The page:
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Fri Apr 18 05:03:22 SAST 2014

Oscar gets helping hand

DAVID ISAACSON | 05 July, 2012 06:530 Comments
South African runner Oscar Pistorius is launched by Oakley for their campain going into the 2012 London Olympics on April 17, 2012 in Pretoria
Image by: Sydney Seshibedi / Gallo Images / The Times

DOUBLE amputee Oscar Pistorius will compete at the London Olympics after all.

The Paralympic star was yesterday named in a South African team that also features the country's first black swimmer to be selected for a Games.

Pistorius will become the first amputee to compete in track and field at an Olympics when he runs in the individual 400m race as well as the 4x400m relay. He was a member of the relay team that won silver at the able-bodied World Championships last year, when they effectively sealed the relay team's qualification for London.

"Today is really one of the happiest days of my life," Pistorius tweeted after the announcement. "Will be in London for both the Olympic and Paralympic Games."

The South African Sports Confederation and Olympic Committee yesterday added 13 athletes to Team South Africa, pushing the squad to 125 competitors.

Among them is swimmer Darren Murray, who will race in the 200m backstroke. He is one of six young athletes picked for their potential for the 2016 Olympics.

Murray, Trudi Maree (50m freestyle), Jessica Roux (open water 10km) and Lehann Fourie (110m hurdles) failed to match the criteria for automatic qualification.

The other two, weightlifter Jean Greeff and canoeist Tiffany Kruger, were named in the first batch last month. But there was no reprieve for sprinter Simon Magakwe, who achieved six qualifying times in the 100m on home soil, but was unable to repeat his effort at a meet with international status.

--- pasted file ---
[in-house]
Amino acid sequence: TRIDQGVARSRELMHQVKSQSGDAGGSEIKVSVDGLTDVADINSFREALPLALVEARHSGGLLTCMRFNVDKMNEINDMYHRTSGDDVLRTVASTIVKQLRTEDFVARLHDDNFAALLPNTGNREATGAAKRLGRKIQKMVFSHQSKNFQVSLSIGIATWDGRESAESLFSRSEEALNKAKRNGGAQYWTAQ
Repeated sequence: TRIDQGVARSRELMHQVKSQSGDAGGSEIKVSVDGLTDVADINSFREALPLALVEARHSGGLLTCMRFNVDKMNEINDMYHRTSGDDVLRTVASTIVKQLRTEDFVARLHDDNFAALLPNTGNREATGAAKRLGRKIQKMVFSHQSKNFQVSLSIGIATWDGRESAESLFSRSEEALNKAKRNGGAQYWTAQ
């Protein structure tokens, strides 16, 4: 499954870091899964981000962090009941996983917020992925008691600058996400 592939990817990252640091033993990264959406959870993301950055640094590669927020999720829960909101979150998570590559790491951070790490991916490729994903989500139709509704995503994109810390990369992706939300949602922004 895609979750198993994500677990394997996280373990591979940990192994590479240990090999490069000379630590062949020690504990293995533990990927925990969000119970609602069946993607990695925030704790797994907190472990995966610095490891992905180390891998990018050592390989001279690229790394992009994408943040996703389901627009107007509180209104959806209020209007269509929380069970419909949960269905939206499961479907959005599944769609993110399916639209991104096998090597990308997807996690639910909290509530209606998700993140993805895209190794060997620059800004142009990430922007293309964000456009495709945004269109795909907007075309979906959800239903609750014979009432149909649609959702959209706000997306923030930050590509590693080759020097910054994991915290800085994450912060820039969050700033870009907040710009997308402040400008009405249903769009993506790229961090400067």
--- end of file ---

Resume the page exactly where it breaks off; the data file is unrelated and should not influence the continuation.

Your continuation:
He is one of seven athletes with at least one qualifying time who will watch the Games from South Africa. Athletes had to crack two qualifying times, at least one in the international category.

Pistorius also failed to tick the international box, but because he had done one time - the requirement as laid down by the world governing body of athletics - Sascoc allowed him to compete in the individual race too.

"If the relay squad had not qualified Oscar would not have been in the team," Sascoc CEO Tubby Reddy said.

"I have a phenomenal team behind me who have helped get me here," said Pistorius, the country's fastest runner over 400m this year.

"I, along with them, will now put everything we can into the final few weeks of preparations before the Games, where I am aiming to race well, work well through the rounds, post good times and maybe even a personal best time on the biggest stage of them all."

Pistorius' road to the Olympics started by winning a court bid some years ago allowing him to compete in able-bodied events, disputing suggestions the blades he runs on give him an unfair advantage.

Pistorius, born without fibulas, qualified for the World Championships last year and ran in both the relay and individual races.

He will not be the first amputee to compete at an Olympics - most recently swimmer Natalie du Toit finished 16th in the 10km open water swim in Beijing 2008.

Despite Sascoc's tough qualifying criteria, the team will still be the country's second-largest of the post-isolation era, smaller only than the 136 who went to Beijing.

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